Many of the people analyzing or reporting Chinese government statistics do not actually understand what goes into certain statistics. Take retail sales for example. In China, the reported figures include purchases by the government and consumers. Since the government routinely orders government departments to make purchases when the economy is slowing, it is hard to use the retail sales figure to gauge real consumer demand.
Different data points give different pictures in China. For example:
- The official retail-sales index in December 2012 was up 15.2% yoy.
- Nielsen's index of sales of fast-moving consumer goods, which should include fewer of the government purchases which distort the official data, was up just 9% in December 2012 yoy.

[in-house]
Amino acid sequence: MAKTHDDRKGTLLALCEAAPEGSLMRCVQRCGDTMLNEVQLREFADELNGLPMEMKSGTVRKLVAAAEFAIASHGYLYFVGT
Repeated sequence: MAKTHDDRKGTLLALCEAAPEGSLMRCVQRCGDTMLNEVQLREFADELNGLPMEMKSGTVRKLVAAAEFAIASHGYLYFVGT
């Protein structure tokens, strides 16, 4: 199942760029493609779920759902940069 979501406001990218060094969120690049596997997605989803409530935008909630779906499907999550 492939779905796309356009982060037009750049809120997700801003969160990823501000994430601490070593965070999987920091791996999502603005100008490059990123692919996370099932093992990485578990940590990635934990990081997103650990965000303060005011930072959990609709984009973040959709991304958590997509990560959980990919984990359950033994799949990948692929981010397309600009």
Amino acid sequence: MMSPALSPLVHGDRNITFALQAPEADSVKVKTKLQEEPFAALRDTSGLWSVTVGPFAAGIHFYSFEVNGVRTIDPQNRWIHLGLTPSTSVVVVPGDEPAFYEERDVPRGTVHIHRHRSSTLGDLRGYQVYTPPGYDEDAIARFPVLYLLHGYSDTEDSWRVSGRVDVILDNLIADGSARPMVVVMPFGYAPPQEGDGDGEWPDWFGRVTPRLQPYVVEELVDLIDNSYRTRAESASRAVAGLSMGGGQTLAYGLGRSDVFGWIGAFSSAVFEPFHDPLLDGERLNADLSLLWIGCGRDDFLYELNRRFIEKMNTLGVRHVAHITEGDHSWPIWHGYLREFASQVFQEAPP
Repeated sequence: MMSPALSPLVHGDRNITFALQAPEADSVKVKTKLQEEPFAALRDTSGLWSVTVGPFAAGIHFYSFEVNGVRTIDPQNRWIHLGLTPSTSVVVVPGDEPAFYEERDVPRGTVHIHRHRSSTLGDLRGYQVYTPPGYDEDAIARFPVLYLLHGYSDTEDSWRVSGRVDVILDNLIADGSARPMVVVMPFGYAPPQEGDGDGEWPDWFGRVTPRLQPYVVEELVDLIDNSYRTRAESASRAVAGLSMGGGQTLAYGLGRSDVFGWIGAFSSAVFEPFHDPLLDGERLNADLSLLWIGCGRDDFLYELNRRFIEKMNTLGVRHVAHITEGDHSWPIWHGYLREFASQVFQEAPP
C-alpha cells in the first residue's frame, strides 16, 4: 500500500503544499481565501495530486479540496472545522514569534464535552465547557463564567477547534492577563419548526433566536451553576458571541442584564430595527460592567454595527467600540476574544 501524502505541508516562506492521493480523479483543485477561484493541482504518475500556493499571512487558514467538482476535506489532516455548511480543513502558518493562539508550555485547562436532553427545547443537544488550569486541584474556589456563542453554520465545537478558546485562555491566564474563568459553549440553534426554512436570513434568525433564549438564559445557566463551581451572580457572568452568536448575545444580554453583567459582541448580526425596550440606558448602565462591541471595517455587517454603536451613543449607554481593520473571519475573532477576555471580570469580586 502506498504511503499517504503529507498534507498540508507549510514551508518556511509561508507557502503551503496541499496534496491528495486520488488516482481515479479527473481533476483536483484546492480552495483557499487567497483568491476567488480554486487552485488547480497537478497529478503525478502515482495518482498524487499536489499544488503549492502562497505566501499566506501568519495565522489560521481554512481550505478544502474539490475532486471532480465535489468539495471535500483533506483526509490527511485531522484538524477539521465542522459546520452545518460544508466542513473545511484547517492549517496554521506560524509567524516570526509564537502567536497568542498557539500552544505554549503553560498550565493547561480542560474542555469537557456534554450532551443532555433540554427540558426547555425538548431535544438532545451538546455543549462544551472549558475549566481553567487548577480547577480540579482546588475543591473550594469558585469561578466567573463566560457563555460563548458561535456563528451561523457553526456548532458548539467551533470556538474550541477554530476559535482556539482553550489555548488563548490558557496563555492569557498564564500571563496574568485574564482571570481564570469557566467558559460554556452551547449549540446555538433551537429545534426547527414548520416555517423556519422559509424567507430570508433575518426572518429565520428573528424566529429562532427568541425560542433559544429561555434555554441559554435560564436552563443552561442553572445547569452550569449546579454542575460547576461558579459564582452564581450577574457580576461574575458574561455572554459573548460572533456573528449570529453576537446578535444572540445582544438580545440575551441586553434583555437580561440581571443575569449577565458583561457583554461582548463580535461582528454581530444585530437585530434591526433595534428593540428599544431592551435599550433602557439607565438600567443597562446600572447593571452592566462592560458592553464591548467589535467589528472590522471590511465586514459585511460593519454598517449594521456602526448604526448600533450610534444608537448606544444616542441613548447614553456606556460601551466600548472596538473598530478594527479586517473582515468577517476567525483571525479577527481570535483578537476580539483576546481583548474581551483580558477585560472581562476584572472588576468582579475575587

- Latest result from sports retailer Nike, fast-food Yum Brands and home-electronics giant Gome were all weak.
If you are going to use Chinese statistics in your business planning or valuation models, you must understand what is and what is not included in Chinese government statistics. Then vigorously sanity check using public sector proxies without losing your sanity. Difficult, but not impossible.
Source: "Hidden Risks of a Hard Landing in China", The Wall Street Journal, February 24, 2013.
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